“Why think any historical or representative of anything that really happened in Palestine in the First Century? Why not consider all Greco-Hellenistic romantic fiction or novelizing with an ax to grind incorporating the Pax Romana of the earlier Great Roman Emperor Augustus, and, of course, the Anti-Semitism and anti-Jewish legal attachments which were the outcome of the suppression of the First and Second Jewish Revolts in 66-73 and 132-36 CE? Why not consider all simply part of this man-God/personification literature – in this instance, incorporating the new Jewish concept of “Salvation”/ “Yeshu’a” – and nothing more?” At this point Chair Williams finally did succeed in getting an answer in on behalf of what he termed “the whole Panel” – that “Tradition affirmed they were.” This he seems to have considered sufficient for me, one of the only non-Christian persons in the room, who might have enough knowledge to say something meaningful or precise enough to matter.
Nevertheless, in this Hanukkah/Christmas season, it seems particularly relevant to raise the issue of this “Judas” once again and, now that we have more tools, incumbent upon us to do so. Regardless of predictable outcries from “the left” or “the right” or the impact on anyone’s “Faith” – as if this could matter in the face of all the unfortunate and cruel effects that have come from taking the picture of the “Judas” in Scripture seriously as ‘history’ – especially in the post-Holocaust Era, one must look at the issue of whether there ever was a “Judas Iscariot” per se (to say nothing of all the insidious materials circulating under his name) except in the imagination of these Gospel artificers. Nor is this to say anything about the historicity of “Jesus” himself (another difficult question, though the “Judas” puzzle most likely points the way towards solving this one as well) or another, largely literary or fictional character very much now – in view of women’s issues – in vogue, “Jesus”‘ alleged consort and the supposed mother of his only child, “Mary Magdalene.”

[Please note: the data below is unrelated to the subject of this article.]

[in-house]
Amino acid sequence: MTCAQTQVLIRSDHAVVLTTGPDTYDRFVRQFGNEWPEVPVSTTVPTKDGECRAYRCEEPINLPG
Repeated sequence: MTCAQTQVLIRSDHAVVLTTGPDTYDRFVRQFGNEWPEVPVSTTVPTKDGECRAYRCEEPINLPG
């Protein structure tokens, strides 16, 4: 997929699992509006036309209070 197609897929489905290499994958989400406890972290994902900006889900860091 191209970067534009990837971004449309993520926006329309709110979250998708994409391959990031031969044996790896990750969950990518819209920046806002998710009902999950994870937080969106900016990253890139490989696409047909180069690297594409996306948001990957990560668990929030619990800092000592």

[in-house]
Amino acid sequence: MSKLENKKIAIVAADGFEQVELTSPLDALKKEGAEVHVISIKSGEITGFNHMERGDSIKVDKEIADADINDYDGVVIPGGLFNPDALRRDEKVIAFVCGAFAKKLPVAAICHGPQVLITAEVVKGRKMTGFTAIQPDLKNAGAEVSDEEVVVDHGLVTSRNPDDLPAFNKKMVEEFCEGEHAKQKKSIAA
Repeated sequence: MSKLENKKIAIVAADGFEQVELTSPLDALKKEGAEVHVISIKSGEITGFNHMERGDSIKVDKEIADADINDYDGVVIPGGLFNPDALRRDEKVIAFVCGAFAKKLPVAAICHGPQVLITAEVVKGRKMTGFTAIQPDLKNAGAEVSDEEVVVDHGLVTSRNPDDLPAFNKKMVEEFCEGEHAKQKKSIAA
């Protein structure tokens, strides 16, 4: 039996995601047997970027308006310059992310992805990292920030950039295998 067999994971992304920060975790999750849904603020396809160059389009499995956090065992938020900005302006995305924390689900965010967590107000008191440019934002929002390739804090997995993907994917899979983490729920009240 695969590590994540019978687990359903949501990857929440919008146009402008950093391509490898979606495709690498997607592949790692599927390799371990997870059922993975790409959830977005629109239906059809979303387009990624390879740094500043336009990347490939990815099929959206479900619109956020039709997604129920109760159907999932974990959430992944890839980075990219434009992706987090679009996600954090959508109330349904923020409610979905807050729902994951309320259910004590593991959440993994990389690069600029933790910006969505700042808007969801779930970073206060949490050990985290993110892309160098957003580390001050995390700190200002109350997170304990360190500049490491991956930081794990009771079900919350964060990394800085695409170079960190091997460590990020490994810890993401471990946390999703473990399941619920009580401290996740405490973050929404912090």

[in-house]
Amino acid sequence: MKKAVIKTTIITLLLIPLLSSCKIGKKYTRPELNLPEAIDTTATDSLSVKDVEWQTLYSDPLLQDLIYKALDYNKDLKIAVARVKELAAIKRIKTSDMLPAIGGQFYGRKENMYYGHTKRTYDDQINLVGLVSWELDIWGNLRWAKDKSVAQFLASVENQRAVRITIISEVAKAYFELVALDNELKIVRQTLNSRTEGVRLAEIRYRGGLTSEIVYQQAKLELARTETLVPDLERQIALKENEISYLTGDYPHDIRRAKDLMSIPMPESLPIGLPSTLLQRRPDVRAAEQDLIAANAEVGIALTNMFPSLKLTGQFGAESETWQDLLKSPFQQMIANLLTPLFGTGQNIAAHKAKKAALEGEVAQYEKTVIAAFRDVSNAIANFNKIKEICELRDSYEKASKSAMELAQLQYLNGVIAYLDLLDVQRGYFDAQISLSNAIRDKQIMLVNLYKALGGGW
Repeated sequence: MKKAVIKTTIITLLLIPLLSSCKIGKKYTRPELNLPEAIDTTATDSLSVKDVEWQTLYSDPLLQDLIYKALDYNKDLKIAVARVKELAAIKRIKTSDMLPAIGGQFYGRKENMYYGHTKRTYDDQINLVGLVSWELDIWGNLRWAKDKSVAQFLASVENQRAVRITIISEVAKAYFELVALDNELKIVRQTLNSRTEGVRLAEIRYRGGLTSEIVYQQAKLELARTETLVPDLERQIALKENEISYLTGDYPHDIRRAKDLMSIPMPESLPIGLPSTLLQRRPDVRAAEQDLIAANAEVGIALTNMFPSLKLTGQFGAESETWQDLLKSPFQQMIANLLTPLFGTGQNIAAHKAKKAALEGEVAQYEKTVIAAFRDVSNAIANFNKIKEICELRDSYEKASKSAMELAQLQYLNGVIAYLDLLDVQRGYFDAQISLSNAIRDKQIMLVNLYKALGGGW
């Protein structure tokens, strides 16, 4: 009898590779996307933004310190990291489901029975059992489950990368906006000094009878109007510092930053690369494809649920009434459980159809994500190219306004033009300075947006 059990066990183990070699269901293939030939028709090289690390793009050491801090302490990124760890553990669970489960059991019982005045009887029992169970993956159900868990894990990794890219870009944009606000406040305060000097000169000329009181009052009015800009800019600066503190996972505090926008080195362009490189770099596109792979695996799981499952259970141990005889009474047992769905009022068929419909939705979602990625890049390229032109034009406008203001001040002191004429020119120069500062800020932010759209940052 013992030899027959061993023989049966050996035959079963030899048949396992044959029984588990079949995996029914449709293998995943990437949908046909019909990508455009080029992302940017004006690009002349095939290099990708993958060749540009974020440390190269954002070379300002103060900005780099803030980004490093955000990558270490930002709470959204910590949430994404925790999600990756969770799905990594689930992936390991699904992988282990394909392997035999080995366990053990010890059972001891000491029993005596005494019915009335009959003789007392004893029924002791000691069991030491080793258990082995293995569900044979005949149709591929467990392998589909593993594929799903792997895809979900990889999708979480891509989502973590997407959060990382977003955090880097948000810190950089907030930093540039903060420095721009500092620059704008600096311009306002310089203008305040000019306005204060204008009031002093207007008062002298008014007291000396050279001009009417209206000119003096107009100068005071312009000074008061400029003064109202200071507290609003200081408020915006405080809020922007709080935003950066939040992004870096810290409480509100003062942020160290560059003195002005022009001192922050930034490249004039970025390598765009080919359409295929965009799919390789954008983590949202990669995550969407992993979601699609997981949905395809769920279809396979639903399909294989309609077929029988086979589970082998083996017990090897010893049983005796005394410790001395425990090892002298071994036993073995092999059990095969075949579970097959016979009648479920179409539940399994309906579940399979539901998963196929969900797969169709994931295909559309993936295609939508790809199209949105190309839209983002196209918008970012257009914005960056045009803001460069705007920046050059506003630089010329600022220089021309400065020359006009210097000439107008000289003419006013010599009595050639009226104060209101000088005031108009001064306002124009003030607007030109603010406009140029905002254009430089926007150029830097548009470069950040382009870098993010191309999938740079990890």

But while the latter kind of storytelling did little specifically-identifiable harm, except to confuse literature with history or call into question one’s truth sense; the case of “Judas Iscariot” is quite another thing, both in kind and effect. It has had a more horrific and, in fact, totally unjustifiable historical effect and, even if it happened the way the Gospels and the Book of Acts describe it – which is doubtful – effects of this kind were and are wholly unjustified and reprehensible.
In the first place, there are only a few references to “Judas Iscariot” in orthodox Scripture, all of which probably tendentious. For example, he is made in John 12:5 to complain about “Mary”‘s (another of these ubiquitous “Mary”s – this time “Mary the sister of Lazarus” not “Mary Magdalene” or “Mary the mother of Jesus” or “of James and John” or “of John Mark”) “anointing Jesus’ feet with precious spikenard ointment” in terms of why was not this “sold for 300 dinars and given to the Poor” – a variation on the “30 pieces of silver” he supposedly took for “betraying” the Master later in Matthew 27:3-7 (and pars. – Matthew and Mark have the other “Disciples” or ‘some” do the “complaining” and not specifially “Judas Iscariot”).